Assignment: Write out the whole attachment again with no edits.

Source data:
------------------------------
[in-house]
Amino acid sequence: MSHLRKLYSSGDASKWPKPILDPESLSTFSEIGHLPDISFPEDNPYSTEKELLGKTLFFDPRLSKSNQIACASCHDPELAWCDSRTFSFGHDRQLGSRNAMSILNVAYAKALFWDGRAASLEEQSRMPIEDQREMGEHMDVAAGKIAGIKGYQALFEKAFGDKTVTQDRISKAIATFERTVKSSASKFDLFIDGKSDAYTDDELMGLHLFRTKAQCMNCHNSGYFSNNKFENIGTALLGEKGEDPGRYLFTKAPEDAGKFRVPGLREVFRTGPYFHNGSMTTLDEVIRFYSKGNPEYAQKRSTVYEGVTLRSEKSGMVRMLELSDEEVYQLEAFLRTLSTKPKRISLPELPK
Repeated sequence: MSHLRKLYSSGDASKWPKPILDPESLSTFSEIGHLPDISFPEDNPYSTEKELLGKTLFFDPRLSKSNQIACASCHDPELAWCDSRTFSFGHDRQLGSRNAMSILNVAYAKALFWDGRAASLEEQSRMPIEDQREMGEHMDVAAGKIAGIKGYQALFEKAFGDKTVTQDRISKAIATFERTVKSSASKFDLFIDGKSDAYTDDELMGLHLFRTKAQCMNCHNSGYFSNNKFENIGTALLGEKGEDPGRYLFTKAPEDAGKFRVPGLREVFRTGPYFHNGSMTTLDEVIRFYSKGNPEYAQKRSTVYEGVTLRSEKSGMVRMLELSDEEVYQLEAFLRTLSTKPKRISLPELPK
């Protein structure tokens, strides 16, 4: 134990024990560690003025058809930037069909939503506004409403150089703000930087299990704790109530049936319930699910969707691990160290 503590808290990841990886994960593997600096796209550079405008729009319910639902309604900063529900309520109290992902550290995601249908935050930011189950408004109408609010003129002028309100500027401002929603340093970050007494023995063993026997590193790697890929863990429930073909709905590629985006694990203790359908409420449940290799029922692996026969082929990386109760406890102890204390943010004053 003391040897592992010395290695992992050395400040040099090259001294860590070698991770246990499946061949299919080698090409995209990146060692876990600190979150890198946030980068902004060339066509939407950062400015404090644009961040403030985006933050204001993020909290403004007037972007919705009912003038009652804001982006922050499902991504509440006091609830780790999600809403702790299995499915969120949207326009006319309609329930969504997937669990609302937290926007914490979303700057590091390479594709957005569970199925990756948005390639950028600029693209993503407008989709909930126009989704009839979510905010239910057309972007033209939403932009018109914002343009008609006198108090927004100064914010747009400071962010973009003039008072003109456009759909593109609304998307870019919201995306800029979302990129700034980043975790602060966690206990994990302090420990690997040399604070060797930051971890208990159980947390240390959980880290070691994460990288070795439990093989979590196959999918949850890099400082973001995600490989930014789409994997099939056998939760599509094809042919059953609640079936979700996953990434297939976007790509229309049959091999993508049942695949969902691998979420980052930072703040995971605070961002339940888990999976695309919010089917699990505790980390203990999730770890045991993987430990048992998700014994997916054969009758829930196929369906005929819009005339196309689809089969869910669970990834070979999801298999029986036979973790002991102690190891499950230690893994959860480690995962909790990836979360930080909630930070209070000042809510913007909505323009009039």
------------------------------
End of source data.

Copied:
[in-house]
Amino acid sequence: MSHLRKLYSSGDASKWPKPILDPESLSTFSEIGHLPDISFPEDNPYSTEKELLGKTLFFDPRLSKSNQIACASCHDPELAWCDSRTFSFGHDRQLGSRNAMSILNVAYAKALFWDGRAASLEEQSRMPIEDQREMGEHMDVAAGKIAGIKGYQALFEKAFGDKTVTQDRISKAIATFERTVKSSASKFDLFIDGKSDAYTDDELMGLHLFRTKAQCMNCHNSGYFSNNKFENIGTALLGEKGEDPGRYLFTKAPEDAGKFRVPGLREVFRTGPYFHNGSMTTLDEVIRFYSKGNPEYAQKRSTVYEGVTLRSEKSGMVRMLELSDEEVYQLEAFLRTLSTKPKRISLPELPK
Repeated sequence: MSHLRKLYSSGDASKWPKPILDPESLSTFSEIGHLPDISFPEDNPYSTEKELLGKTLFFDPRLSKSNQIACASCHDPELAWCDSRTFSFGHDRQLGSRNAMSILNVAYAKALFWDGRAASLEEQSRMPIEDQREMGEHMDVAAGKIAGIKGYQALFEKAFGDKTVTQDRISKAIATFERTVKSSASKFDLFIDGKSDAYTDDELMGLHLFRTKAQCMNCHNSGYFSNNKFENIGTALLGEKGEDPGRYLFTKAPEDAGKFRVPGLREVFRTGPYFHNGSMTTLDEVIRFYSKGNPEYAQKRSTVYEGVTLRSEKSGMVRMLELSDEEVYQLEAFLRTLSTKPKRISLPELPK
């Protein structure tokens, strides 16, 4: 134990024990560690003025058809930037069909939503506004409403150089703000930087299990704790109530049936319930699910969707691990160290 503590808290990841990886994960593997600096796209550079405008729009319910639902309604900063529900309520109290992902550290995601249908935050930011189950408004109408609010003129002028309100500027401002929603340093970050007494023995063993026997590193790697890929863990429930073909709905590629985006694990203790359908409420449940290799029922692996026969082929990386109760406890102890204390943010004053 003391040897592992010395290695992992050395400040040099090259001294860590070698991770246990499946061949299919080698090409995209990146060692876990600190979150890198946030980068902004060339066509939407950062400015404090644009961040403030985006933050204001993020909290403004007037972007919705009912003038009652804001982006922050499902991504509440006091609830780790999600809403702790299995499915969120949207326009006319309609329930969504997937669990609302937290926007914490979303700057590091390479594709957005569970199925990756948005390639950028600029693209993503407008989709909930126009989704009839979510905010239910057309972007033209939403932009018109914002343009008609006198108090927004100064914010747009400071962010973009003039008072003109456009759909593109609304998307870019919201995306800029979302990129700034980043975790602060966690206990994990302090420990690997040399604070060797930051971890208990159980947390240390959980880290070691994460990288070795439990093989979590196959999918949850890099400082973001995600490989930014789409994997099939056998939760599509094809042919059953609640079936979700996953990434297939976007790509229309049959091999993508049942695949969902691998979420980052930072703040995971605070961002339940888990999976695309919010089917699990505790980390203990999730770890045991993987430990048992998700014994997916054969009758829930196929369906005929819009005339196309689809089969869910669970990834070979999801298999029986036979973790002991102690190891499950230690893994959860480690995962909790990836979360930080909630930070209070000042809510913007909505323009009039």